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18

Really good question. Really hard to answer. Here is my two cents contribution. Agile showed up as a response to the practices of the late nineties for building software, practices that assumed you could define everything upfront in such detail and plan them out such that it was then just a matter of following that plan to reach a successful outcome. But ...


14

I'd like to be "fully" agile and having design being part of the sprint [...] I think there is a misunderstanding here, which is that in Agile there isn't any "upfront anything" and that the current iteration is the only place that things must happen. If this misunderstanding exists, people try to plan and do work only for the current ...


14

TL;DR Trying to "future proof" your data is done by making your tools, processes, and data structures flexible, not by fixing them for eternity. You do this by embracing test-first database design, ensuring your data is normalized and extensible, and that your tools and processes support change. You do not accomplish this by treating your data or ...


10

The agile approach does not necessarily imply shortsightedness. Depending on the problem domain, you may have a very complete understanding (in your example, the industry exists for quite some time, has best practices, etc.) or a very limited understanding (such as a novel idea for a social network). Very complete understanding It would be foolish to throw ...


8

How should a PM reconcile the wish to deliver something quickly, which may require extensive rework to add functionality in the future, versus doing extensive design up front then being able to develop all of the functionality quickly thereafter, with minimal rework? This is the question at the heart of agile. You could rephrase the question as: Is the ...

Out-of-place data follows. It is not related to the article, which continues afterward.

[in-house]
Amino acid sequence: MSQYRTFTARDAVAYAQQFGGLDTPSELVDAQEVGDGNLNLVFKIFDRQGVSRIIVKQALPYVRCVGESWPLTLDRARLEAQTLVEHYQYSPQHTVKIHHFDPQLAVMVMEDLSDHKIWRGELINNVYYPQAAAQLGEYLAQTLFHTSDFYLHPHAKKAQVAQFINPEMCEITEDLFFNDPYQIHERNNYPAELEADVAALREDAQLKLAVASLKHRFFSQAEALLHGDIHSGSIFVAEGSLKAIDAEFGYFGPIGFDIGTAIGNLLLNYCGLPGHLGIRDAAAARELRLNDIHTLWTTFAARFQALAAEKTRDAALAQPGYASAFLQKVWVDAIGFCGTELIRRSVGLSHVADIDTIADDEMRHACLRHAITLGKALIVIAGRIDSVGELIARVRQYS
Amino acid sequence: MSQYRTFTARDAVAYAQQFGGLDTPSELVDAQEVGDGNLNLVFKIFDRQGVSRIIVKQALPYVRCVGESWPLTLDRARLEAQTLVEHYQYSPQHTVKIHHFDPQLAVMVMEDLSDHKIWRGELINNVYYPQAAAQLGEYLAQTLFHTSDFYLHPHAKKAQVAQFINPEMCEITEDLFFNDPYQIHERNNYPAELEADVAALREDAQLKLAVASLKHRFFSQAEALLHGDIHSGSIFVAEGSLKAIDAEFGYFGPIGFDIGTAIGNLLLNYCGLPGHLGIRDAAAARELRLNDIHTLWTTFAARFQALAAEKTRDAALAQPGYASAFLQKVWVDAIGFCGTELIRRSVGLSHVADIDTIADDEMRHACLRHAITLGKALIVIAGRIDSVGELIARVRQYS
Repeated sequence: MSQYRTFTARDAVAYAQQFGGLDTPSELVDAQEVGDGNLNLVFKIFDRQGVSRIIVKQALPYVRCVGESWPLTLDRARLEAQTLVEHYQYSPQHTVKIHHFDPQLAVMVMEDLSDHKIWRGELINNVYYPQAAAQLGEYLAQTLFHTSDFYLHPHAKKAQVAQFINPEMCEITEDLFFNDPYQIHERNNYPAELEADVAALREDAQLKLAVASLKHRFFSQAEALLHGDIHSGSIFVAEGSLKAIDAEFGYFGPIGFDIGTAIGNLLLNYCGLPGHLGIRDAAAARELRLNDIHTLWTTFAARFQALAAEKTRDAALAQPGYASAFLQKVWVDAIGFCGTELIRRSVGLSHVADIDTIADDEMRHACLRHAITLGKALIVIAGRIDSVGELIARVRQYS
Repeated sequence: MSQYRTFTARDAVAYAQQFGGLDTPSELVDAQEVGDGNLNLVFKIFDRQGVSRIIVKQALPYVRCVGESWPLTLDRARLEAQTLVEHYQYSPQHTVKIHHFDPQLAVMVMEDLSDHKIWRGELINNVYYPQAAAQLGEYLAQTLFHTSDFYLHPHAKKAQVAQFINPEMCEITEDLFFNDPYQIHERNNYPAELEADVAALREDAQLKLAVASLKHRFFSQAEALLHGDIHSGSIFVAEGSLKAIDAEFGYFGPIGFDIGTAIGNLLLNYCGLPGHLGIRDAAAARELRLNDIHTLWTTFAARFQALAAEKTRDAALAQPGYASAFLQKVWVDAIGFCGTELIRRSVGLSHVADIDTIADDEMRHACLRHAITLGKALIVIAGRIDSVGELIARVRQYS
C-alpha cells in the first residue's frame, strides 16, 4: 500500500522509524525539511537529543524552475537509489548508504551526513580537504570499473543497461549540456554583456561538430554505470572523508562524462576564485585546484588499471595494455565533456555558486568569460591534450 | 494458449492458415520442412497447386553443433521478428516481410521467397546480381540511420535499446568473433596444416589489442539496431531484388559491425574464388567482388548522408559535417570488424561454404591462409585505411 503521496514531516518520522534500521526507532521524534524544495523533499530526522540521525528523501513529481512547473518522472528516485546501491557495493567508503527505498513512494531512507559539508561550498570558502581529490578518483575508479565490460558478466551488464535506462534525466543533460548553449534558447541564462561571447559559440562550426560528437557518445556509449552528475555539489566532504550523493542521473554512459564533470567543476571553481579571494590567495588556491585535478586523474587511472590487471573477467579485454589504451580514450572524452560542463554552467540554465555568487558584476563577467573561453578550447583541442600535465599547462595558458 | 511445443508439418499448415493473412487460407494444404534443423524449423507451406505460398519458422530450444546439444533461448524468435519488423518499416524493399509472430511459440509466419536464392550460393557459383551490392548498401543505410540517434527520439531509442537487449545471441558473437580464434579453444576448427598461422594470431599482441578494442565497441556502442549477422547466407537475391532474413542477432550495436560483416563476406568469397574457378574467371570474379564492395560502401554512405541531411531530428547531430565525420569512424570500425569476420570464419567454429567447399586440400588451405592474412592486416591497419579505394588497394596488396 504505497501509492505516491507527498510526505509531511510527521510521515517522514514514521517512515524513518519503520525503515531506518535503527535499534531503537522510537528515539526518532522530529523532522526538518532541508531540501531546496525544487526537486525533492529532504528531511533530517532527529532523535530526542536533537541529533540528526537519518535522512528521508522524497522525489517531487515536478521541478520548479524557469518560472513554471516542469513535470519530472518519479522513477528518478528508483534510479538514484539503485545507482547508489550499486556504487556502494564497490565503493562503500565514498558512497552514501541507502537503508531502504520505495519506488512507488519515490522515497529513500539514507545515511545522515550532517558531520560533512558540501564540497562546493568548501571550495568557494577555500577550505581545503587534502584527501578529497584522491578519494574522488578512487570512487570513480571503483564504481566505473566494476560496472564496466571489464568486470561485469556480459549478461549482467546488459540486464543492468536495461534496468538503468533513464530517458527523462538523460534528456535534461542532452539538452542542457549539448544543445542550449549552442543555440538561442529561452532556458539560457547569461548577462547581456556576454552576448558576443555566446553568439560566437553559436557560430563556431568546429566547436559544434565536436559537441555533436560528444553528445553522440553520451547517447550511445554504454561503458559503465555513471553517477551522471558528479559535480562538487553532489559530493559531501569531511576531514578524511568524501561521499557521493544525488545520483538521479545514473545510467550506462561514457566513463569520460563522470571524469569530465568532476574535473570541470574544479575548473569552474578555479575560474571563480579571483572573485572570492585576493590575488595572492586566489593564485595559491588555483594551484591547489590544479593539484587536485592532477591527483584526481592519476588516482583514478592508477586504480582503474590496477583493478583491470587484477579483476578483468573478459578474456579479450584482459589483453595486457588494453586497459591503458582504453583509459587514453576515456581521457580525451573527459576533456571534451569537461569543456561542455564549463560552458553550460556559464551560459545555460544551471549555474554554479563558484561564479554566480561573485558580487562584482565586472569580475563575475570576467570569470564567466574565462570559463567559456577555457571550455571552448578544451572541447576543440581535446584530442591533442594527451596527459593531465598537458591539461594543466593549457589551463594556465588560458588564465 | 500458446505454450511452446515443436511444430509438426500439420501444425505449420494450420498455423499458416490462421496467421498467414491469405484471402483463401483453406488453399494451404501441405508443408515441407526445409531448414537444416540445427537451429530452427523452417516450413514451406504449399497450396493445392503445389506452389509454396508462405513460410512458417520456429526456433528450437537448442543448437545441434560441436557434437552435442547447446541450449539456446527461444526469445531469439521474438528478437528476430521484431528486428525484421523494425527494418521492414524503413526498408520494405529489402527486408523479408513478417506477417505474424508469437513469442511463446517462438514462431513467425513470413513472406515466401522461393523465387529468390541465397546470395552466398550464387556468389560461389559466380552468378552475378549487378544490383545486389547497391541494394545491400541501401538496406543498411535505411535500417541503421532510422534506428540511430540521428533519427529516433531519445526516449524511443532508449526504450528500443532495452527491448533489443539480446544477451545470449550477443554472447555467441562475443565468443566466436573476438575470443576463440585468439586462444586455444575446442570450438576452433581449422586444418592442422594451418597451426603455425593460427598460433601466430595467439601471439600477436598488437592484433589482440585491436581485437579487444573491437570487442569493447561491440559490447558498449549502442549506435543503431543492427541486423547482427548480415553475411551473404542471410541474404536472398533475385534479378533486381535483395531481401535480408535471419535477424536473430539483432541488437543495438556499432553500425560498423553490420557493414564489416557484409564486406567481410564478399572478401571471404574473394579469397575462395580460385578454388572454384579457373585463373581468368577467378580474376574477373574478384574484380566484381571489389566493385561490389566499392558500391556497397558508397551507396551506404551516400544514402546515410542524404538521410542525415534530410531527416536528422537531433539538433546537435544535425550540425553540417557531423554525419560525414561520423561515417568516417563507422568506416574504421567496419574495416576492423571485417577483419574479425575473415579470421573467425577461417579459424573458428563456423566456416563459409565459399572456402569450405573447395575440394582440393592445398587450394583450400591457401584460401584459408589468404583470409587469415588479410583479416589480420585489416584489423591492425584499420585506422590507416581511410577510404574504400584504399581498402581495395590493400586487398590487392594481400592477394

6

You already understand that UX/BA activities should be done before the Sprint starts, as developers need stories for planning. Your real question is how do you justify this approach from Scrum perspective (it's always the question with Scrum). I can see couple of ways of justifying it: UX/BA tasks are part of the sprint. But their job isn't to deliver a ...


4

I see two possible solutions: Consider the UX/UI designer as part of the SCRUM team. Whatever he/she does is a story, like all other stories. Now you have reduced the problem to the usual challenge of breaking down a task spanning more than one sprint, or more than one required participants, into pieces small enough not to have those issues. He will be ...


4

In Scrum, you have a Definition of Done. Equally important is your Definition of Ready — that is, what work is ready for sprint planning. Now, since a level of “Done” may be applied to each station in a workflow, it is reasonable to surmise that this includes the transitioning of work into the Sprint Backlog itself. In other words, before work can be ...


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